The River Nile had a great influence on this development due to its flood nature, giving abundant water in one season and drought and starvation in another. The importance of the life-giving water was not lost on the people and gradually it merged into a religion centred around Osiris and the river’s serpentine shape, with ebb and flow representing good and evil.

The excess of food encouraged Osiris’ people to trade and develop further with the Nile as a natural highway. The area became a natural crucible for innovation and invention ranging from the discovery of the potters wheel by Ptah and a specialised style of boat building. Boat design and navigation knowledge was handed on to the adventurous Phoenicians who traded from Carthage to the British Isles and Spain to the Indian Ocean, even circumnavigating Africa from the Red Sea to Gibraltar in the time of Pharaoh Necho (609 -93 B.C.).

Influence pushed further afield to the Far East with the same potters wheel being re-invented in China by Shen-ming and in Japan by a Korean monk named Gyogi. Even Chinese junks seen today closely resemble the original Egyptian design of Phoenician times.

The serpent myth of Osiris the deified is mirrored throughout the world. In Greece Dionysis or Bacchus is said to be one and the same as Osiris whilst the serpent of the deep that he was believed to have become after his death, is repeated in the famous dragon of China and Indra, the drought dragon of India. As such Egyptian Pharoahs became avatars of Osiris or Horus and the influence on China is reflected by Emperors becoming an avatar of the dragon or water serpent.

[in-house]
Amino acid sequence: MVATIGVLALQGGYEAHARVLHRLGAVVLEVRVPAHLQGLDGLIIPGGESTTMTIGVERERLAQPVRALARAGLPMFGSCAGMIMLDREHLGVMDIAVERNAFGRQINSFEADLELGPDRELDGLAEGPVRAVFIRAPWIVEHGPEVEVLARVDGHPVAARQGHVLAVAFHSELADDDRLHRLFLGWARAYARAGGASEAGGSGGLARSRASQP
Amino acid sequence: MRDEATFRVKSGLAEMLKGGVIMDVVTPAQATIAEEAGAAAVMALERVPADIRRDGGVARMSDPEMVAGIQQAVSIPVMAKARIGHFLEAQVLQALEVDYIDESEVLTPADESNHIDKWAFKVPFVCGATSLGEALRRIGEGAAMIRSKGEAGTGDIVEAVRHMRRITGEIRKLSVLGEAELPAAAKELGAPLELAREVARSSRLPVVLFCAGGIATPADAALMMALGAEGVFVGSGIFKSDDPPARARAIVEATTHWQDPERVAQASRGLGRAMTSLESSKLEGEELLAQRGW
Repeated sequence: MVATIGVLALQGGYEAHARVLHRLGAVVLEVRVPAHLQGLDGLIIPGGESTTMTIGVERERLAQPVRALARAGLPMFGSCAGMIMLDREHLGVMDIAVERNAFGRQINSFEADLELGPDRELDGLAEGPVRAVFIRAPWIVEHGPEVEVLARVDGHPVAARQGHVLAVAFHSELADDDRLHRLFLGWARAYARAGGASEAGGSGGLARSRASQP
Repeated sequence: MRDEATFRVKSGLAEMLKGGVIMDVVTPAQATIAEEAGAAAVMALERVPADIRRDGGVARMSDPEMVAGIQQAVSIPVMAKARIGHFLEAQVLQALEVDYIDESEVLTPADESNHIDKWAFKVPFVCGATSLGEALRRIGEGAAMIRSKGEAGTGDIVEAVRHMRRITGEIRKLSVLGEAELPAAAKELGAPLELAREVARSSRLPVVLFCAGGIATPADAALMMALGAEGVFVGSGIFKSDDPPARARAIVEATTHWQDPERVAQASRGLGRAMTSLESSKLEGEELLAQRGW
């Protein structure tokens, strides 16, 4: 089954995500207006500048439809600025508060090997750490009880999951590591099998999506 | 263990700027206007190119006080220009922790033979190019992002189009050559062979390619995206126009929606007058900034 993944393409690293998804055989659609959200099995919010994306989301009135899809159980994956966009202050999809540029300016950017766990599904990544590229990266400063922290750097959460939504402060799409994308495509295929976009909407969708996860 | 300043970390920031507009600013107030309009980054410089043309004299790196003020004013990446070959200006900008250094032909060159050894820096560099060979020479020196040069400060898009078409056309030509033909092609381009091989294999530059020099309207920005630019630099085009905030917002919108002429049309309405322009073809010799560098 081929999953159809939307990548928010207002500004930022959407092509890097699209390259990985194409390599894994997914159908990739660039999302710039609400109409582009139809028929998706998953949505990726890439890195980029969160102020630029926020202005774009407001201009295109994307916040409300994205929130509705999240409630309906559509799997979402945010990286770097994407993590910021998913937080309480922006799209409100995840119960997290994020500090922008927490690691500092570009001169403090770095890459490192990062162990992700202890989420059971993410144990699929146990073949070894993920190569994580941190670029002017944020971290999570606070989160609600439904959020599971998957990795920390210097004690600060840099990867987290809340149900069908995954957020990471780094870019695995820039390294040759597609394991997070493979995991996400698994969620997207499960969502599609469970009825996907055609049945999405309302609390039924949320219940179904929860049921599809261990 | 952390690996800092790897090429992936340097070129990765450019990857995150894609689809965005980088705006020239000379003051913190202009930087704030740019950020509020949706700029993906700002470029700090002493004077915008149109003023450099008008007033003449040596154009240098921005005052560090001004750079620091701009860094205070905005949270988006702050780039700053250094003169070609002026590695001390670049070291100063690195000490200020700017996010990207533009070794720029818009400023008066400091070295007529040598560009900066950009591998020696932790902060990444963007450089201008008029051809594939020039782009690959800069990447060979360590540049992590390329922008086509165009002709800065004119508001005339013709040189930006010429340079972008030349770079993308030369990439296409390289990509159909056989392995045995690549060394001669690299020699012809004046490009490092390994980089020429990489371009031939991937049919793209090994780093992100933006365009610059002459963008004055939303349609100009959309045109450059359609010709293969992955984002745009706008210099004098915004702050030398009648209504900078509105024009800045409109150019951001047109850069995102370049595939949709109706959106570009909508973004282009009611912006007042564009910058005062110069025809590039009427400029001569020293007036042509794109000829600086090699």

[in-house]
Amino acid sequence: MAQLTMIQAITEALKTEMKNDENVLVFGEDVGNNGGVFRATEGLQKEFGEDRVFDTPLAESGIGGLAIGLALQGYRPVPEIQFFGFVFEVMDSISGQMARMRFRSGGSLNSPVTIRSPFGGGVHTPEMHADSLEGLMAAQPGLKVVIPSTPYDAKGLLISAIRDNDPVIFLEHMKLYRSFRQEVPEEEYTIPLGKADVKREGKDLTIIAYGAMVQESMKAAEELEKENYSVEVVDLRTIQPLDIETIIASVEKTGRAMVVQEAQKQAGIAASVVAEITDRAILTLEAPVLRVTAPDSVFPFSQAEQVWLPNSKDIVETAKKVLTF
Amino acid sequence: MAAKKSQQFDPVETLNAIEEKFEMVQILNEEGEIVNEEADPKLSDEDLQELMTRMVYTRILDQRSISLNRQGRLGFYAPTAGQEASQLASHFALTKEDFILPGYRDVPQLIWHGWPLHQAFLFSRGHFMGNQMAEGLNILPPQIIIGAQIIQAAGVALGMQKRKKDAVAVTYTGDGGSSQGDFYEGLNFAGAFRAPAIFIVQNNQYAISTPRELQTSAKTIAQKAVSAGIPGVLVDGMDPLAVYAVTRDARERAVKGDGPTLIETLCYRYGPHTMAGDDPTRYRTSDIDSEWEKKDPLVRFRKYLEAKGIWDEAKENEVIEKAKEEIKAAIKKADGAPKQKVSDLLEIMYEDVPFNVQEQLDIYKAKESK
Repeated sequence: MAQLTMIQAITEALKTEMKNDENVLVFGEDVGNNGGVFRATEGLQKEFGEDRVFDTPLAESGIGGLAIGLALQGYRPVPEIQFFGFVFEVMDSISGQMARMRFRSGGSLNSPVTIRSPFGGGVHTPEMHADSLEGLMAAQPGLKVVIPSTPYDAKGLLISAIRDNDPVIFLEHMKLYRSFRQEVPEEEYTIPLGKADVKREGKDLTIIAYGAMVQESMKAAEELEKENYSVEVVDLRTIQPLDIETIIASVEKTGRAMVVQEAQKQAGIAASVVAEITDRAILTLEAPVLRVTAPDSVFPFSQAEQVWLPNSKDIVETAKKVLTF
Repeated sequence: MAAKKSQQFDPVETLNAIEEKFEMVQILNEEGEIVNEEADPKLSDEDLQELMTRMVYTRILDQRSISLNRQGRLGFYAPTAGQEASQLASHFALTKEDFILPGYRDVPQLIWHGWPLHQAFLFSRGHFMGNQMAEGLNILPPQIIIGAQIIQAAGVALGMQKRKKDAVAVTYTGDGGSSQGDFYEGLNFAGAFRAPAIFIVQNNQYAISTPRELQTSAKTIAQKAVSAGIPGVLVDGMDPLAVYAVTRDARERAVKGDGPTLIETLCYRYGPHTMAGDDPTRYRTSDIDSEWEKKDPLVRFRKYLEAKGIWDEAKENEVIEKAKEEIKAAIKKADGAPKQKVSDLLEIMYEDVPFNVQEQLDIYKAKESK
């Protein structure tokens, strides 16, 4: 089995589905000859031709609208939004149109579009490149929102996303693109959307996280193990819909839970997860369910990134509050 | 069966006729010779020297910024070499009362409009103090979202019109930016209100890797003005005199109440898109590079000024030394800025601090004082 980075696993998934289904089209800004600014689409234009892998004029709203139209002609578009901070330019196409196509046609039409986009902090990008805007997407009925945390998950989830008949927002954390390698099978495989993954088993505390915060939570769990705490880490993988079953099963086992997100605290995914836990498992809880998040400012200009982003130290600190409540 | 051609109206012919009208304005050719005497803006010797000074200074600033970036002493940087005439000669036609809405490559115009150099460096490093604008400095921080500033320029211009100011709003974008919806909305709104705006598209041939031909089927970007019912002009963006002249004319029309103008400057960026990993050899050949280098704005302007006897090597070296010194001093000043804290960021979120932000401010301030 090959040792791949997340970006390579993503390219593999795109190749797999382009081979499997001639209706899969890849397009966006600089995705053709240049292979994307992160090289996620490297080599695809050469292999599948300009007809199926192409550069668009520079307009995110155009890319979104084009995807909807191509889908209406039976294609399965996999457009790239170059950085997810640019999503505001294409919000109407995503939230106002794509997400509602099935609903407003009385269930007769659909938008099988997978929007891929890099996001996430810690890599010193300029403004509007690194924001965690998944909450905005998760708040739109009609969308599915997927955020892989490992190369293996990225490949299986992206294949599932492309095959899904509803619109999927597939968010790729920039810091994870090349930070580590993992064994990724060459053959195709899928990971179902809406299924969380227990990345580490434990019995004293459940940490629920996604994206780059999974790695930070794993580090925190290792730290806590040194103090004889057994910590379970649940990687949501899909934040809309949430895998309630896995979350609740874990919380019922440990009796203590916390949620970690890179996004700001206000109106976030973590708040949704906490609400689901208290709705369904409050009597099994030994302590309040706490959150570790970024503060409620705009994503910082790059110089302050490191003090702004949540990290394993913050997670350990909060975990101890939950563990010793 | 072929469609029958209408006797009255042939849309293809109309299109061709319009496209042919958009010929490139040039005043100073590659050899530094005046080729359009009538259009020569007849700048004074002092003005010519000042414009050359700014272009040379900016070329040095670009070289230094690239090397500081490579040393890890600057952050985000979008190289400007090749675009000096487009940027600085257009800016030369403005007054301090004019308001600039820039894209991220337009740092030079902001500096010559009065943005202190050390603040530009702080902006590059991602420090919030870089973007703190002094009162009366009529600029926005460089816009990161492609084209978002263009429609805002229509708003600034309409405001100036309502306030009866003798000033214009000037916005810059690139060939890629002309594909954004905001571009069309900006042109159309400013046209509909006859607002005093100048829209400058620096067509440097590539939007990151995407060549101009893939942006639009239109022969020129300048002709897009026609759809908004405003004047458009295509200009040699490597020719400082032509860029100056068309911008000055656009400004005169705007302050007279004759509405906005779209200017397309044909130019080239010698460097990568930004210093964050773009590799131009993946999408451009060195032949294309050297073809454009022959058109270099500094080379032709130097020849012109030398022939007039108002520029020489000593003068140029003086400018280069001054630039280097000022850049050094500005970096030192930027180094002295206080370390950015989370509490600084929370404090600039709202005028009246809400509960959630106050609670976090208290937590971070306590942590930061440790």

Legend even has Osiris linked with an ‘Island of the Blest’ where the plant of immortality or something similar grows, which is also repeated in many parts of the world including Britain’s Arthurian legends.

A belief in Osiris as father of organised food production certainly has an element of fact within it even if considered scientifically fanciful by some more serious scholars. However, all known evidence indicates that the area of Rivers Tigris, Euphrates and Nile was the cradle of modern civilisation and of the great diversity of foods and cuisines we enjoy 11,000 years later, so who knows, the legend may be true!

Click Here to return to this month's headlines